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Saturday, October 30, 2010

P.S.


Diana Gabaldon, author of the best-selling Outlander series, describes this process the same way in her podcasts, saying she sees something, the looks around it, describing it, then might realize something odd about her character, like that one of them is blind. Her approach to plot is piecemeal, seeing continents slowly emerge out of the ocean, first knowing something is there, then seeing the very tips of the mountains emerge, then the sides, then the plains, then the valleys, and at last there’s this whole massive landscape, dripping and new-formed. Though one must have the skill of an archeologist and patience of a research scientist to get there.

NaNoI'mOutOfMyFreakingMind


October is nearly gone, and National Novel Writing Month, affectionately and sometimes despairingly called NaNoWriMo by those who flock to the siren call of 50,000 words in 30 days, all shiny-faced and scrubbed clean at the beginning, and hardly fit for civil company or a barn by the end. Yes, I’ve decided to NaNo a book I’ve been working on since last year. Though why, with grad school also on my plate, as well as seeking another part-time job, eludes me.

So 1667 words per day for 30 days. It’s steep, I’ll grant you. People lose their damn minds in November. The writing advice that I’m loving right now is the one-inch window Anne Lamott describes in Bird by Bird. She says to look at your story through a mental viewfinder, describing on the inch you see there. For instance, if I was working on my weird adventure historical erotica story, which is my chosen torturer for November, I’d start by trying to picture a person, or an object, or even use a line of observation or dialogue to look through the lens, then go, “well, what do I see? Okay, candelabra sitting on a damask tea towel in the middle of a brothel window. Well what do the walls look like? Is it dim? What time of day is it? Who’s around?” And before you know it I have naughty English noblemen getting spanked upstairs by a bitter French prostitute as her illegitimate child hides under the stairs. Or, equally, a beautiful young English professor on a treasure hunt following one of the greatest playwrights of Georgian England who never existed all while her mentor lays dying in a hospice. And all through a one-inch window.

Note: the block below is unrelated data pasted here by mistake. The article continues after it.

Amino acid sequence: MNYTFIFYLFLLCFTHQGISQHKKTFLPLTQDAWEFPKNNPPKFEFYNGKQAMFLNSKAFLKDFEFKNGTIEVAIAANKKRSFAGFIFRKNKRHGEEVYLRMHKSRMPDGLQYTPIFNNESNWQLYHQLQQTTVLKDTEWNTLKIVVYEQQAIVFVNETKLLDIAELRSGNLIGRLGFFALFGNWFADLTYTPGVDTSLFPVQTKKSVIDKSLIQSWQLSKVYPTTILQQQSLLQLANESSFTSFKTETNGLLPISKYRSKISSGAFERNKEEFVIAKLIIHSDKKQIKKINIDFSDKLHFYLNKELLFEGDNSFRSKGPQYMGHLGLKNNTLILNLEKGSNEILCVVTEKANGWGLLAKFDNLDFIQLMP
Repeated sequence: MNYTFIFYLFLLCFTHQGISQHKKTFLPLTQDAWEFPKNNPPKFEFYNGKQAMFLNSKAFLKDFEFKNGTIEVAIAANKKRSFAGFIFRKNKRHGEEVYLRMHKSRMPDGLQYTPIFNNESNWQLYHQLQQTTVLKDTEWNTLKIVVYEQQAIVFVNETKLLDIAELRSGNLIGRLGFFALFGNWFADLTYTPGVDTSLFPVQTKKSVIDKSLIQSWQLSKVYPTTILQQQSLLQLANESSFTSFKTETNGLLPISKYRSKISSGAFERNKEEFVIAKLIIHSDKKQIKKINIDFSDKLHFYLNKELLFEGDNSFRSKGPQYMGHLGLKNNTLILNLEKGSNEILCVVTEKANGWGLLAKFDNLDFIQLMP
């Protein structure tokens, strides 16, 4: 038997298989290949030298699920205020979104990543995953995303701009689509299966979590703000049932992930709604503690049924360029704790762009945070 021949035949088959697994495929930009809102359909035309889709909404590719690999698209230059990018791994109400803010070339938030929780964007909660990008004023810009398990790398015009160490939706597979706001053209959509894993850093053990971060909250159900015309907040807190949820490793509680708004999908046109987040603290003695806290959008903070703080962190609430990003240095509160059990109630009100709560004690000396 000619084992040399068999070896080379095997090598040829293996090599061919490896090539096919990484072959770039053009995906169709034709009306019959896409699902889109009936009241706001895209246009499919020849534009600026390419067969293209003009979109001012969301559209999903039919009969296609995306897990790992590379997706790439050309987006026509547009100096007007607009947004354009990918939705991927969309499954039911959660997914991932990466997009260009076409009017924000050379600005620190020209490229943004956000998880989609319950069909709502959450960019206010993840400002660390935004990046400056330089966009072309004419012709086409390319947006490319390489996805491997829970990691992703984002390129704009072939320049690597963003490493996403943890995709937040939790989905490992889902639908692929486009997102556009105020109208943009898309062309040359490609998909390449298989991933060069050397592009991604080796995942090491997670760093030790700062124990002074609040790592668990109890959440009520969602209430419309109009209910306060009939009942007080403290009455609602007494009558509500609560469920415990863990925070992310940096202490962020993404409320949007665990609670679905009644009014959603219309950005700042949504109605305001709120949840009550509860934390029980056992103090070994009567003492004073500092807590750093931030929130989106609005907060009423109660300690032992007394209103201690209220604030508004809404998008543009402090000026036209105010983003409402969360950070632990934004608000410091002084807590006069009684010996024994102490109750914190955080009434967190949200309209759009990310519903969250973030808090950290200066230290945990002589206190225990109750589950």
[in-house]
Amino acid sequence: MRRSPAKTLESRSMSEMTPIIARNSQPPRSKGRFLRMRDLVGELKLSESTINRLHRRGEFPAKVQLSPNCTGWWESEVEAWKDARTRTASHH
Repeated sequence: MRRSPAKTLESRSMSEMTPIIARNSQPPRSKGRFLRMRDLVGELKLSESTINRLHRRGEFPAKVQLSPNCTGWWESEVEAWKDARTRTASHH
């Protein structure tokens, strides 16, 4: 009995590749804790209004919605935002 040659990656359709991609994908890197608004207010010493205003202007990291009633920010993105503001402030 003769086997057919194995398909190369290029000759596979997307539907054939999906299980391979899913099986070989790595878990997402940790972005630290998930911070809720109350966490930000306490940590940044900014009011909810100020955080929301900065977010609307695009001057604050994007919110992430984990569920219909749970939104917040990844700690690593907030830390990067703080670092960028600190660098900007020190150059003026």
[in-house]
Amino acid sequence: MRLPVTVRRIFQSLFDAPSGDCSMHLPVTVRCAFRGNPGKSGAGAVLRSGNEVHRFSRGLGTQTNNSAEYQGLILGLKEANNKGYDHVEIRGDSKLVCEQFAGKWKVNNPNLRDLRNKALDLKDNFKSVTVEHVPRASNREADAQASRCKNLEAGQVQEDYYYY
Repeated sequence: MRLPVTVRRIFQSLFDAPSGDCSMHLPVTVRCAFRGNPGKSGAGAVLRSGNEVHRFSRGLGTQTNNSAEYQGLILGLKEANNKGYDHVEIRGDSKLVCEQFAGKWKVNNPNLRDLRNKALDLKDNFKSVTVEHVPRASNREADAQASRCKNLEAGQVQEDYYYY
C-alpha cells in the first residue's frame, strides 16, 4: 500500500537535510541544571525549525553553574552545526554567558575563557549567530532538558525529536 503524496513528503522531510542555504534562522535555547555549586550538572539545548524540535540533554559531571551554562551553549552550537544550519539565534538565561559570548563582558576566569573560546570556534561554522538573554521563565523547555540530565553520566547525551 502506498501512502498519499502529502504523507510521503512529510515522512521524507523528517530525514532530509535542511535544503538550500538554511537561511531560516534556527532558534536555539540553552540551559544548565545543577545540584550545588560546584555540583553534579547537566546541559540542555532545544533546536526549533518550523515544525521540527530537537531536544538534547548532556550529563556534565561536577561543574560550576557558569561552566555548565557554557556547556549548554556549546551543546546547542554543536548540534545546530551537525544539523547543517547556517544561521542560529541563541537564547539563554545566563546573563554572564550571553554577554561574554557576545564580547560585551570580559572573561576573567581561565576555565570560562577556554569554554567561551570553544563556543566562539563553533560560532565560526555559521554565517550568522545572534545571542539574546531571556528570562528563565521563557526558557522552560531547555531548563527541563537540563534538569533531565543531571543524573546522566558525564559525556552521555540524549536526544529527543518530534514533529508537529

So crack those knuckles, rock out on a pot of coffee, and in a candy-fueled sugar coma/frenzy, let NaNoWriMo begin Monday!

From: http://t2.gstatic.com/images?q=tbn:ANd9GcT6nNumrmhqfrsiL034GlCttUuKfO6sDB-EJH7dVUG5B51MaKw&t=1&usg=__Wfflc_ABfnvkIHZfNL7KvEeDD8g=

Friday, October 29, 2010

I Am The Very Model Of A Wrimo Individual

New focus, new look


As readers of the blog will notice this morning, the appearance has changed a bit. The content will change and evolve also, as I plunge headlong into this blog and its soon-to-be-associated website. True to its name, Farms and Lit blog will remain faithful to farming and books, with a focus on sustainable ag, book reviews, writing, and anything relevant to anything surrounding those.

I’m spastic, what can I say? :)

A look at what’s coming up: NaNoWriMo, or National Novel Writing Month, starts Monday, so probably oblique references to my flailing word count, a few book reviews, lots and lots on sustainable ag and beef, especially in Michigan, and, oh yeah, how I detest the commercialization of Christmas, especially now that stores are in full swing following Halloween.

So let’s kick off the new look with some media. Check out this very cool video from You Tube on Michigan agriculture and here’s some book review links to my latest reviews. Enjoy!


And I'm especially excited about having gotten to review Laurell K. Hamilton's newest addition to the Anita library.


Saturday, October 2, 2010

Dicks

Check out this story from Oysters and Chocolate. Warning: erotica. But it is literary erotica... :)

http://www.oystersandchocolate.com/Stories/2045/Dicks.aspx